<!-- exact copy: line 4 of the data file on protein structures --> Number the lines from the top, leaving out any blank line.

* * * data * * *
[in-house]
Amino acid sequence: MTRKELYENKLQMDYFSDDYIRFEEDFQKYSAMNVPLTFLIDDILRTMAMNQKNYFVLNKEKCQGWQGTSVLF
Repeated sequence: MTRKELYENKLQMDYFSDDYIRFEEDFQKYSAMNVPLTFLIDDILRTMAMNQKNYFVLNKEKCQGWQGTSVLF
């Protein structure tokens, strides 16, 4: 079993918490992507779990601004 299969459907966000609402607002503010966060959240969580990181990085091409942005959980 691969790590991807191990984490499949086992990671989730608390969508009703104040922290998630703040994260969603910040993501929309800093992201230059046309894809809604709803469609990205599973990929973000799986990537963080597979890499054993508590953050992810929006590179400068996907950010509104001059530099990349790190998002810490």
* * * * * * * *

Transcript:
């Protein structure tokens, strides 16, 4: 079993918490992507779990601004 299969459907966000609402607002503010966060959240969580990181990085091409942005959980 691969790590991807191990984490499949086992990671989730608390969508009703104040922290998630703040994260969603910040993501929309800093992201230059046309894809809604709803469609990205599973990929973000799986990537963080597979890499054993508590953050992810929006590179400068996907950010509104001059530099990349790190998002810490």